Ventilator-Associated Pneumonia

  • Richa Aggarwal


Ventilator-associated pneumonia (VAP) is the most common nosocomial infection in mechanically ventilated patients. It is associated with increased number of ventilator days, increased ICU stay and mortality. There is no consensus definition of VAP. The VAP rates differ according to the definitions used. The VAP rates range from 2.1 to 3.0/1000 ventilator days in neurocritical care units, and development of VAP adversely affects the outcome. Presence of neurologic disease is known to be an independent factor for the development of VAP. Severe head injury, GCS < 6 and presence of cervical fracture with neurological deficit has a high specificity for prediction of VAP. The pathogenic mechanism in development of VAP is pulmonary aspiration of colonized oropharyngeal secretions around the cuff and the formation of biofilm in the tube. VAP occurs early in ICU admission in patients with low GCS and is usually due to sensitive organisms. Various scores and criteria have been in use to diagnose VAP but new guidelines recommend clinical diagnosis based upon new lung infiltrates with clinical features that suggest infiltrate is infectious in origin. VAP diagnosis is more problematic in NICU due to ubiquitous nature of clinical finding related to primary brain injury. VAP has to be differentiated from various other diseases which have similar radiological finding. Treatment is guided by recommendation from ATS/IDSA guidelines in conjunction with local institutional surveillance data. The incidence of VAP can be reduced by the use of VAP bundles.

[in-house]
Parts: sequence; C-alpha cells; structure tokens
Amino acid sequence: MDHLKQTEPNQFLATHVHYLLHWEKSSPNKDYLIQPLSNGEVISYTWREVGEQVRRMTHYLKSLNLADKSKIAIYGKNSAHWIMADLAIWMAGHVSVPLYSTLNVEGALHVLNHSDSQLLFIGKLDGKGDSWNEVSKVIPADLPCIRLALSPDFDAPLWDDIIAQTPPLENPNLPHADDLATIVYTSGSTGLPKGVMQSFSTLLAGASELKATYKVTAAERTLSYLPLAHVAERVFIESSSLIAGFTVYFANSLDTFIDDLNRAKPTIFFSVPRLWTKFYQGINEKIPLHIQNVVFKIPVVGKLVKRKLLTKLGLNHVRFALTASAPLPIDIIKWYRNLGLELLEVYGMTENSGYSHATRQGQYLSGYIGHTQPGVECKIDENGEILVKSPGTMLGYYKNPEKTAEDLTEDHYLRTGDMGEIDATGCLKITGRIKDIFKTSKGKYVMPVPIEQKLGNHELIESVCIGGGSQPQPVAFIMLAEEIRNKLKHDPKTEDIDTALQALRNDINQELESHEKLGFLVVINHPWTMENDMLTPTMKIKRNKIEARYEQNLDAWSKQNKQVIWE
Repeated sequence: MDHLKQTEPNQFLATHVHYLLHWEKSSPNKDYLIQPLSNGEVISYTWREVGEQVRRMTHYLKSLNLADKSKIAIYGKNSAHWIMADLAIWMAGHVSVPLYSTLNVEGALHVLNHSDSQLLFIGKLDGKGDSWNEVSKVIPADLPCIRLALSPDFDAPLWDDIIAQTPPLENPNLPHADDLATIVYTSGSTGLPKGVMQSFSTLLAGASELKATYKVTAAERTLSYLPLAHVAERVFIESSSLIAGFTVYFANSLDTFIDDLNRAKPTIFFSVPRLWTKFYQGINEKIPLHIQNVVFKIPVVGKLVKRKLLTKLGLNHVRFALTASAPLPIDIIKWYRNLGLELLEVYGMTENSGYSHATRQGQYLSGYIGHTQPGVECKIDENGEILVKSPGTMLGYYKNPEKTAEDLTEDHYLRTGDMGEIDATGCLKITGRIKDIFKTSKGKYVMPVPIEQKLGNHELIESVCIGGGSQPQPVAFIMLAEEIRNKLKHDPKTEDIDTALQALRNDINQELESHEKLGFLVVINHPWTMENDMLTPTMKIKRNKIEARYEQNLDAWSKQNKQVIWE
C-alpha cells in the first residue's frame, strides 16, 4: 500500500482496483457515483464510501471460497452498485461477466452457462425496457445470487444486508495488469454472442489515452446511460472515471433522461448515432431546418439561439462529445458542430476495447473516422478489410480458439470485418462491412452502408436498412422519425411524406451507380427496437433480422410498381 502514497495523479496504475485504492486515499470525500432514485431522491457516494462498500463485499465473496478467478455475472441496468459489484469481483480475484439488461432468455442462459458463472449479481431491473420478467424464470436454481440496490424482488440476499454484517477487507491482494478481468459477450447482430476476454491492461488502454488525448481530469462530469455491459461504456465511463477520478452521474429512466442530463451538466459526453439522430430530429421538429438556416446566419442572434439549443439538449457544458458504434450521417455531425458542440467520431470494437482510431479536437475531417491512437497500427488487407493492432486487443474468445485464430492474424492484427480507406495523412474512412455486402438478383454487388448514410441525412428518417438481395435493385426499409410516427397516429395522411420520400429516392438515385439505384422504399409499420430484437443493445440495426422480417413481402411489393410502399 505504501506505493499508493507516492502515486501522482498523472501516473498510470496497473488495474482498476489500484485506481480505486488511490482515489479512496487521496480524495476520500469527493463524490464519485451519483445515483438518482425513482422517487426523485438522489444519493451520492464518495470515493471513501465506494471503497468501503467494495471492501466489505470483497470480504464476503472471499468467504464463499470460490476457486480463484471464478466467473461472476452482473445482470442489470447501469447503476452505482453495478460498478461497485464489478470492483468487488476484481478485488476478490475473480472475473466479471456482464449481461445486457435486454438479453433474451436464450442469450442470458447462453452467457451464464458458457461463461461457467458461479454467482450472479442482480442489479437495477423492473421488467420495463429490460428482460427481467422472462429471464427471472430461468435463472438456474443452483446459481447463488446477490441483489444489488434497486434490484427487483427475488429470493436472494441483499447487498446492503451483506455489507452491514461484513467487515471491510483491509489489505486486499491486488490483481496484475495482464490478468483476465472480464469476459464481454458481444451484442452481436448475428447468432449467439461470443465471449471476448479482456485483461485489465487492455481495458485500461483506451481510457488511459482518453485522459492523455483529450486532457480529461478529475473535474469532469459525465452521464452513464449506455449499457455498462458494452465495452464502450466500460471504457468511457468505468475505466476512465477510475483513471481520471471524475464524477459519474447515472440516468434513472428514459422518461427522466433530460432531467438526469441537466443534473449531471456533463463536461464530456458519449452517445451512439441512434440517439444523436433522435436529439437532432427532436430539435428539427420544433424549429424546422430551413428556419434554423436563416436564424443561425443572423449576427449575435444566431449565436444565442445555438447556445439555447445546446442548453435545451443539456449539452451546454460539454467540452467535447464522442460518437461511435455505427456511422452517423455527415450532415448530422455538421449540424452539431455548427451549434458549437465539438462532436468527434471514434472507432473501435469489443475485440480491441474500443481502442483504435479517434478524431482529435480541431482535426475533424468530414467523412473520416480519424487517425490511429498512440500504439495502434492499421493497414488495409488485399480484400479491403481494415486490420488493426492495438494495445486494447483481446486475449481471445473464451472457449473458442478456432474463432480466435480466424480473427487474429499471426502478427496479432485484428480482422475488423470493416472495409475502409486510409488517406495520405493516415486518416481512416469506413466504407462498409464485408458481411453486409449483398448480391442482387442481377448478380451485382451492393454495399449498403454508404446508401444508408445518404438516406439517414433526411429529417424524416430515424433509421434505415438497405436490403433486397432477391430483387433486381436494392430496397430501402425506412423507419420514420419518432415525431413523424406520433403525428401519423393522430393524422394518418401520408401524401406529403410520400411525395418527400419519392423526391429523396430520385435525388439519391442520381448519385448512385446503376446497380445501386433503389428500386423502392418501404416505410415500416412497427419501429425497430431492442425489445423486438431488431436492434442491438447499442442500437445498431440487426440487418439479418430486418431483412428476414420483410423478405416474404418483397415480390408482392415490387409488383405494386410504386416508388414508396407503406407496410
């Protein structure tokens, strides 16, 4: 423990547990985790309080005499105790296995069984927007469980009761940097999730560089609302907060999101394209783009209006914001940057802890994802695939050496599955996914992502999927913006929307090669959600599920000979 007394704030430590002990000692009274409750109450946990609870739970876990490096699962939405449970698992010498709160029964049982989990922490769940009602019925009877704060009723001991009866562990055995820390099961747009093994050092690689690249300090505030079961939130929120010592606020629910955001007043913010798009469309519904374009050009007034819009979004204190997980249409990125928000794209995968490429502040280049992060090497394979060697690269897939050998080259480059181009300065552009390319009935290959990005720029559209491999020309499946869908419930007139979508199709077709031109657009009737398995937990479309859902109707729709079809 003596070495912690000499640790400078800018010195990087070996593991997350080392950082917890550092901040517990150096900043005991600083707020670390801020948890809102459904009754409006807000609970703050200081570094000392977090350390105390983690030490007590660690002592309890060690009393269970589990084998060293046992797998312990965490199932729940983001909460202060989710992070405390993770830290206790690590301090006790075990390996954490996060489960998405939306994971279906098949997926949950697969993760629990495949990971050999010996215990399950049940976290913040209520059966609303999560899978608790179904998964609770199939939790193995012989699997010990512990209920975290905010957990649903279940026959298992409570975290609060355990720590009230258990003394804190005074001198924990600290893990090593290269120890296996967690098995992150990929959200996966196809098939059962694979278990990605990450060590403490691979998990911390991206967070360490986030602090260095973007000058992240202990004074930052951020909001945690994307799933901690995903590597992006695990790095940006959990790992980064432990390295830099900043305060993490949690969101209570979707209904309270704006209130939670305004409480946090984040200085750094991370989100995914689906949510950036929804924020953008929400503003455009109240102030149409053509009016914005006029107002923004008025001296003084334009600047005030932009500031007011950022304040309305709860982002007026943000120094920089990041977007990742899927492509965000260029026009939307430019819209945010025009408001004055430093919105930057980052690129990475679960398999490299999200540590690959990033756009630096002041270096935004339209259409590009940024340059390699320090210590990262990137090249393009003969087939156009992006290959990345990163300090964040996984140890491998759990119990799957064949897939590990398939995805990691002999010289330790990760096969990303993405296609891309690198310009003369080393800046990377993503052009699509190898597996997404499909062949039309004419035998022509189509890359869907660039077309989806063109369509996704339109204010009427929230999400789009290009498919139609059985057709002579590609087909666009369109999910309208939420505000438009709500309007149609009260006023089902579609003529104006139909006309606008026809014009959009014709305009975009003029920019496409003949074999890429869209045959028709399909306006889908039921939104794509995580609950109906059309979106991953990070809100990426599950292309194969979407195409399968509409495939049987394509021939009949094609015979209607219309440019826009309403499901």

Ventilator-associated pneumonia Antimicrobial treatment Prevention Diagnosis Neurocritical care Outcome 


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Copyright information

© Springer Nature Singapore Pte Ltd. 2019

Authors and Affiliations

  • Richa Aggarwal
    • 1
  1. 1.Critical and intensive care, JPN Apex Trauma centreAll India Institute of Medical SciencesNew DelhiIndia

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